Princeton University's Department of Music Presents Gary Karr

November 3, 2017


Gary Karr, acclaimed as "the world's leading solo bassist" (Time Magazine), visits campus for a guest artist recital with pianist Harmon Lewis. Tickets $15 General/Free for students. A post-concert discussion with Prof. Wendy Heller will follow.

Program
HENRY ECCLES - Sonata in A Minor
FRANZ SCHUBERT - Sonata in A Minor (“Arpeggione”), D. 821
EDVARD GRIEG - Sonata in A Minor, Op. 36
GIOVANNI BOTTESINI - Reverie and Tarantella
SERGEI RACHMANINOFF - Vocalise, Op. 34, No. 14
MAURICE RAVEL - Pièce en forme de Habañera
STANLEY MYERS - Cavatina (from The Deerhunter)
NICCOLÒ PAGANINI - Fantasy on Themes from Moses in Egypt

About the Artist:
Gary Karr, acclaimed as "the world's leading solo bassist" (Time Magazine), is, in fact, the first solo doublebassist in history to make that pursuit a full-time career. It is a career that adds new lustre to his already lustrous 1611 Amati doublebass which was given to him by the widow of Serge Koussevitzky.

Since his debut with Leonard Bernstein and the New York Philharmonic in 1962, Karr has performed as soloist on six continents with orchestras, including the Chicago Symphony, London Philharmonic Orchestra, Hong Kong Philharmonic, Montreal Symphony, Simon Bolivar Orchestra (Caracas, Venezuela), Jerusalem Symphony, Oslo Philharmonic, Zurich Chamber Orchestra, and with all the major orchestras of Australia.On Italian cable, three Karr doublebass recitals reached 20 million classical music lovers. The numerous CDs that Gary Karr has recorded and released in Japan are "top of the recording charts" favorites in the Far East. The BBC has featured two video films of Karr, one an illumination of his life and music (Amazing Bass) and one a series for children. On his third recording with the London Symphony Orchestra, Karr performed the Concerto for Bass by John Downey. CBS Sunday Morning celebrated Gary Karr's career and the University of Wisconsin has released a video demonstrating his instructional approach to the doublebass (BASSically Karr) in addition to a special video concert for children (Karrtunes).One of Karr's proudest achievements is the Bronze Medal he received from the Rosa Ponselle Foundation which recognizes him as an outstanding lyrical musician. Gary is the proud holder of the 1997 Artist/Teacher of the Year Award from the American String Teacher's Association (ASTA). He also holds the Distinguished Achievement Award (1995) from the International Society of Bassists (ISB). Gary Karr participated in the Bi-Annual Rainforest Concert in Carnegie Hall with fellow-bassist Sting, Stevie Wonder and others in 1997. In 1999 a new book by Claude Kenneson, entitled Musical Prodigies -- Perilous Journeys, Remarkable Lives was released by Amadeus Press, which includes a passage describing Karr's early love affair with the doublebass.In June 2001, Gary Karr played his farewell public concert as part of the International Society of Bassists 2001 Convention in Indianapolis. A large audience that included eight hundred bassists from twenty-seven different countries attended this event. At the close of this recital with his pianist, Harmon Lewis, Karr was given the ISB's Distinguished Teacher Award. He was also presented with a very special gift from more than two hundred of his colleagues and fans…a newly developed rose named in his honor to commemorate his forty years on the international concert stage.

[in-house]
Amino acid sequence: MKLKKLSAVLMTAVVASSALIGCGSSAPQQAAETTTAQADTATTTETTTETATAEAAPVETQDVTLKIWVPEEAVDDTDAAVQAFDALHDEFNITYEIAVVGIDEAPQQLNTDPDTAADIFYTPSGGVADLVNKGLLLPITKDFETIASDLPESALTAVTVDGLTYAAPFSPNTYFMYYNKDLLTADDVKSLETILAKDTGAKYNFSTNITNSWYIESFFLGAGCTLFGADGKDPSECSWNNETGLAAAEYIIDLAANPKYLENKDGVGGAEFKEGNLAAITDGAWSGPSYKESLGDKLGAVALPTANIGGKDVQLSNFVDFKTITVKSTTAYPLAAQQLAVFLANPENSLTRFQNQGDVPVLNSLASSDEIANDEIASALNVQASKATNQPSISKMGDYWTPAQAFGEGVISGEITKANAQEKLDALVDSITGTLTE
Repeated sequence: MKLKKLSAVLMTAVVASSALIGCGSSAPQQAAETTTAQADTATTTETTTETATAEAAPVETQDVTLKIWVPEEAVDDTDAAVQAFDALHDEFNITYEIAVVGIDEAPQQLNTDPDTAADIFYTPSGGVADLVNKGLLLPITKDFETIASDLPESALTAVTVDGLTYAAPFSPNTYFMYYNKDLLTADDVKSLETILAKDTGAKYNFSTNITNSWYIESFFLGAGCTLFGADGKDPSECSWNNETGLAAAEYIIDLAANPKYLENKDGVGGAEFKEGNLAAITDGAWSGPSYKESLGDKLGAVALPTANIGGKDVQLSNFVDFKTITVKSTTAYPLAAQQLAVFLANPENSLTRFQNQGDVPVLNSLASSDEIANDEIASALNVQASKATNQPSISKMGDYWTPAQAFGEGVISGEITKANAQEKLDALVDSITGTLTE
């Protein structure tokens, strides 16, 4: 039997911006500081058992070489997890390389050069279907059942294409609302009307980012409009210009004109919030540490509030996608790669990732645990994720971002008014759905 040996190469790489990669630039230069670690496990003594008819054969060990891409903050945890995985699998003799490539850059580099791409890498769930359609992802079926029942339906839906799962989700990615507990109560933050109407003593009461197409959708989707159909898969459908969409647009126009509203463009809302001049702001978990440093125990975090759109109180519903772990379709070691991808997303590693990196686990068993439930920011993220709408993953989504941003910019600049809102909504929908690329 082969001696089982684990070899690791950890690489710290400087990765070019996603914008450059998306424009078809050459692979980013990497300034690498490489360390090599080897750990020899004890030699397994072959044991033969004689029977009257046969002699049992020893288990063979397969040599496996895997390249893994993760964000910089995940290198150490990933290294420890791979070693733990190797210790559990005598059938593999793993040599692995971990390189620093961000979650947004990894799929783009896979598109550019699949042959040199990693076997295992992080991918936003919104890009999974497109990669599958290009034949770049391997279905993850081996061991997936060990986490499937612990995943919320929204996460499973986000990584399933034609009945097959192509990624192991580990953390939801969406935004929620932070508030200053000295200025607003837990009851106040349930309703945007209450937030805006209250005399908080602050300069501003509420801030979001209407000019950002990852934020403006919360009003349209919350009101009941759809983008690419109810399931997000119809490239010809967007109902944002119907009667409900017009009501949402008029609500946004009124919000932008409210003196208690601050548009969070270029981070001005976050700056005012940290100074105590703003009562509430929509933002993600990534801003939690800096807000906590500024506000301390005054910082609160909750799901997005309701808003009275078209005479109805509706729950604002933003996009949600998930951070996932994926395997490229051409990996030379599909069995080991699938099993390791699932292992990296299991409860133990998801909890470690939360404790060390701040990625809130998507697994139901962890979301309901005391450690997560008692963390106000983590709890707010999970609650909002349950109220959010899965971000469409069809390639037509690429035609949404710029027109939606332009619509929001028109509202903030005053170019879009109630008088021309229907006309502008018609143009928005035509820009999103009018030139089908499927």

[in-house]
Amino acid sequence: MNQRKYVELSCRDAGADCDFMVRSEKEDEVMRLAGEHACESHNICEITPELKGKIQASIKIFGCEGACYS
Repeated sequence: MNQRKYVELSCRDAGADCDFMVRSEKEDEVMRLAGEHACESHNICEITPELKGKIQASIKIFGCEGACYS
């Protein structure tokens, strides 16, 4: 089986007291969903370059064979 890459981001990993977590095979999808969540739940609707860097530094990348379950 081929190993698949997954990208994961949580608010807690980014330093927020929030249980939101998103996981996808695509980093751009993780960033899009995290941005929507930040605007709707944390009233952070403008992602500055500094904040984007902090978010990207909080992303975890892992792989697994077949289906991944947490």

Born in Mississippi, Harmon Lewis graduated cum laude with a B.A. degree in Organ from Millsaps College in Jackson. He earned a Master of Music degree in 1964 at Indiana University in Bloomington where he studied organ with Oswald Ragatz and harpsichord with Marie Zorn. That same year he was the first prize winner in the Fort Wayne National Organ Playing Competition. Lewis taught organ, piano, music theory and humanities at Centre College of Kentucky in Danville from 1964 to1968.

In 1968 Mr. Lewis returned to Indiana University for further graduate studies. Academic exploration piqued his interest in Baroque performance practices, especially figured bass improvisation, and he began serious study of the harpsichord with Marie Zorn. His studies at Indiana University earned Harmon Lewis a Doctor of Music Degree in Organ completed in 1979. Since graduate school, Mr. Lewis has become more involved as a pianist, but maintains his interest and skills in harpsichord and organ as well. In Halifax, Nova Scotia from 1972-1978, Mr. Lewis was Artist-in-Residence at Dalhousie University, and performed regularly on the Canadian Broadcasting Corporation's Organists in Recital program, in addition to appearing in recitals in Canada and the United States with Gary Karr.

In 1971, Harmon Lewis joined with notable doublebassist, Gary Karr, to form the Karr-Lewis Duo which built a schedule of appearances that took the team all over North America as well as Great Britain, continental Europe, Russia, Israel, Australia and the Orient, where their many recordings are runaway favorites. The Karr-Lewis Duo have appeared regularly at renowned festivals around the world such as the Menuhin Festival in Gstaad, Switzerland, the Edinburgh Festival, the Bergen Festival in Norway and the Victoria International Festival in British Columbia.
The Karr-Lewis Duo played their final public concert in June 2001. Harmon Lewis now resides in Victoria, British Columbia and, together with Gary Karr, has embarked on a major recording project which will include most the works they have transcribed and performed in concert over the past 30 years. 

For more visit: Princeton  

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